How To Price Your Work
Article written by: Deiter Ronal
Pricing your work is one of the keys to maintaining a healthy business. While every business wants to be competitive, you don’t want to price yourself out of the ballpark, nor out of business. Therefore, you should always consider all facts before developing a pricing proposal for any customer, particularly if you’re offering more than one service involving more than one laborer. Here are some things to consider:
1. Keep It Simple
Follow the simple formula below to help ensure that you walk away from the job with money in your pocket.
(Materials + Labor + Overhead + Desired Profit = Estimate for Customer)
2. Keeping Track Of Your Material Costs
Materials are all of the tangible products that go into completing a job. These can range from interior repair flocks to windshield resin and paint supplies. To keep track of the materials that go into a job, keep a written record of the cost for each item in a job file.
3. Calculating Your Labor Costs
A variety of skills are involved in the Auto Appearance Repair business so be sure to calculate these skills and bill them out at different rates. For example, a qualified dent technician may bill a retail customer $150/hour while interior repair work may only be billable at $75/hour. When pricing a job, calculate your labor costs at the appropriate rate for each of the areas of expertise. A good way to determine an appropriate labor rate is to find out what other professionals in your area are charging. Remember, it may be tempting to discount your labor costs to meet or beat a competitor, but in the long run, most professionals find that sticking to their guns pays off.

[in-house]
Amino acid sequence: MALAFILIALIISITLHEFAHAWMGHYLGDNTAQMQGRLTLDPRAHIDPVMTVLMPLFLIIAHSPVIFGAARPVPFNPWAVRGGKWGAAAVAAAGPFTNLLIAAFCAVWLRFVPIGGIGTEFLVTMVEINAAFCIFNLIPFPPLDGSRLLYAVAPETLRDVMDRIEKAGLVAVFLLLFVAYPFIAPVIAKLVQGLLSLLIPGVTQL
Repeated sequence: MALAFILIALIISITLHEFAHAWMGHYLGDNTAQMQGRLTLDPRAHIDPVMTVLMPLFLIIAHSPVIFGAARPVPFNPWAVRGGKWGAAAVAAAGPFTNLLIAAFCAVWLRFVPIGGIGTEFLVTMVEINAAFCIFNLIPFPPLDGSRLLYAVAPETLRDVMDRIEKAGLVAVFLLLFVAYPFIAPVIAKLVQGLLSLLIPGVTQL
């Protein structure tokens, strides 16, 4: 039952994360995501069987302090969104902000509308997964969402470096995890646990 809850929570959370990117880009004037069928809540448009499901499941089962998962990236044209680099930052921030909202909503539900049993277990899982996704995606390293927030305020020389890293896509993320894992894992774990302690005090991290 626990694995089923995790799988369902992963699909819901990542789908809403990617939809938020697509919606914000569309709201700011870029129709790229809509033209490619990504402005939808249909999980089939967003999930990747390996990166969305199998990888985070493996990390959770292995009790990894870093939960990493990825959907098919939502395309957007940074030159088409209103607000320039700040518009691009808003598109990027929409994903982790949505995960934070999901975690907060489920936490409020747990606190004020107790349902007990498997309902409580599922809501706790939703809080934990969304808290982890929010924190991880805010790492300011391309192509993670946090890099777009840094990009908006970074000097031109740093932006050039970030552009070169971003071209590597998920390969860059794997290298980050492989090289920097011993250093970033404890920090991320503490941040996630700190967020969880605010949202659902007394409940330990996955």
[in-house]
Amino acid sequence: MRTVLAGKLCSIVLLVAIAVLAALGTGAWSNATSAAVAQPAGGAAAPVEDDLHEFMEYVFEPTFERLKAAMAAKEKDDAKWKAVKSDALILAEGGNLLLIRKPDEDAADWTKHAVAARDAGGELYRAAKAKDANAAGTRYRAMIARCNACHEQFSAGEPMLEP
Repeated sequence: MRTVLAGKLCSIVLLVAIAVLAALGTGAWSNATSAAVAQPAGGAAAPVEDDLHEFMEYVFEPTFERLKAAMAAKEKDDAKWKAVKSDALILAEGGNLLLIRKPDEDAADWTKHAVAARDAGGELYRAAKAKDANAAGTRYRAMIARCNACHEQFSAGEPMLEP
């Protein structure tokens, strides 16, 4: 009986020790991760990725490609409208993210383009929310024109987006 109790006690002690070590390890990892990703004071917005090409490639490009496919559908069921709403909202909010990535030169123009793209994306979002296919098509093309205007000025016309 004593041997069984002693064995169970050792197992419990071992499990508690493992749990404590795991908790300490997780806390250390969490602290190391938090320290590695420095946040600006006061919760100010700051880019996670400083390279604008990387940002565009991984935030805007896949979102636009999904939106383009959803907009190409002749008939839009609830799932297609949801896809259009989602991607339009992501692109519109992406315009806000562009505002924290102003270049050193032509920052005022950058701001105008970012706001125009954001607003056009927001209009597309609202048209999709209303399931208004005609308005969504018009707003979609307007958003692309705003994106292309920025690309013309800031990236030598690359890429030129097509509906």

4. Overhead Expense
This is where many professionals go wrong. Doing business involves a variety of overhead costs, and good business people build their overhead into their price estimates. Vehicle expense, insurance, fuel, phone charges and supplies are all examples of overhead expense. Calculating your overhead may be a tedious task, but one that is required nonetheless. Your overhead expenses should be added into your overall labor costs.
5. Making It Worth Your While
The last item to include into your project estimate is your desired profit. Most professionals agree that adding an additional 10% to 25% of your labor cost is a wise idea. You got into your own business for the freedom and luxury of making more money, so be sure to build you and your family’s dreams into every job.
The above five tips are examples of how to price your work. Individual jobs may require more materials, less labor, more overhead, or any combination of these. Craftsmen like you are driven by the hands-on satisfaction of performing a quality job. Remember this, there is nothing more satisfying than looking into the eyes and shaking the hand of a satisfied customer knowing you’ve done a quality job. That can almost be as satisfying as getting paid!